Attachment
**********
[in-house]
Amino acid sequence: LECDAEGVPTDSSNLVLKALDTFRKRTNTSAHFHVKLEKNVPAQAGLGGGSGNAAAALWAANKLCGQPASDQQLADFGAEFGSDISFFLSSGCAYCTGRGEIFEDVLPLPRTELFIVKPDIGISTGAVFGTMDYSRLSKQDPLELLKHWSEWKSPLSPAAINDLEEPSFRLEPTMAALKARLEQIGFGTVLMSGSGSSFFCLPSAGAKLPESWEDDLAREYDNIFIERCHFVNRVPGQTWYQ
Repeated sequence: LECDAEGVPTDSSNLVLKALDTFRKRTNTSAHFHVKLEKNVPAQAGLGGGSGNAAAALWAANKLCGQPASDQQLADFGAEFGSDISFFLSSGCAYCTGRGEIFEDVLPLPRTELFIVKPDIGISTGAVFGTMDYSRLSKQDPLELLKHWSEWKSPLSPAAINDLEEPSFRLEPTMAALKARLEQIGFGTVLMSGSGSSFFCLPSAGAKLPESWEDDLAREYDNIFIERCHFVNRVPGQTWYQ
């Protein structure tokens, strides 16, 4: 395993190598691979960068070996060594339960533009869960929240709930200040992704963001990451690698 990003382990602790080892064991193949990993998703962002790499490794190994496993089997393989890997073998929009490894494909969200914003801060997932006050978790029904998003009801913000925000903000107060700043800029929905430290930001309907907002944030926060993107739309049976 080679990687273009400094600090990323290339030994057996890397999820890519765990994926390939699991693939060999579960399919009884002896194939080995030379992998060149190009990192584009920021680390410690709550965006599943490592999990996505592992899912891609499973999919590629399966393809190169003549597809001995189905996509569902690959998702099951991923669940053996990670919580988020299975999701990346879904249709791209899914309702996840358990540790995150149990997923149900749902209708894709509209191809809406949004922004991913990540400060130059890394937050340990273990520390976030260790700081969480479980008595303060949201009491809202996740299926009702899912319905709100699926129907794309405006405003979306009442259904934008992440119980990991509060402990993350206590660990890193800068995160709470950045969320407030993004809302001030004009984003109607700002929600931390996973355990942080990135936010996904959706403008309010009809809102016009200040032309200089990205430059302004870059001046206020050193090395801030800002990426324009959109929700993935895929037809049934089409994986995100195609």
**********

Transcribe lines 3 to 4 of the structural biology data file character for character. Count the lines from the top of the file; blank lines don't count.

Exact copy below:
Repeated sequence: LECDAEGVPTDSSNLVLKALDTFRKRTNTSAHFHVKLEKNVPAQAGLGGGSGNAAAALWAANKLCGQPASDQQLADFGAEFGSDISFFLSSGCAYCTGRGEIFEDVLPLPRTELFIVKPDIGISTGAVFGTMDYSRLSKQDPLELLKHWSEWKSPLSPAAINDLEEPSFRLEPTMAALKARLEQIGFGTVLMSGSGSSFFCLPSAGAKLPESWEDDLAREYDNIFIERCHFVNRVPGQTWYQ
């Protein structure tokens, strides 16, 4: 395993190598691979960068070996060594339960533009869960929240709930200040992704963001990451690698 990003382990602790080892064991193949990993998703962002790499490794190994496993089997393989890997073998929009490894494909969200914003801060997932006050978790029904998003009801913000925000903000107060700043800029929905430290930001309907907002944030926060993107739309049976 080679990687273009400094600090990323290339030994057996890397999820890519765990994926390939699991693939060999579960399919009884002896194939080995030379992998060149190009990192584009920021680390410690709550965006599943490592999990996505592992899912891609499973999919590629399966393809190169003549597809001995189905996509569902690959998702099951991923669940053996990670919580988020299975999701990346879904249709791209899914309702996840358990540790995150149990997923149900749902209708894709509209191809809406949004922004991913990540400060130059890394937050340990273990520390976030260790700081969480479980008595303060949201009491809202996740299926009702899912319905709100699926129907794309405006405003979306009442259904934008992440119980990991509060402990993350206590660990890193800068995160709470950045969320407030993004809302001030004009984003109607700002929600931390996973355990942080990135936010996904959706403008309010009809809102016009200040032309200089990205430059302004870059001046206020050193090395801030800002990426324009959109929700993935895929037809049934089409994986995100195609």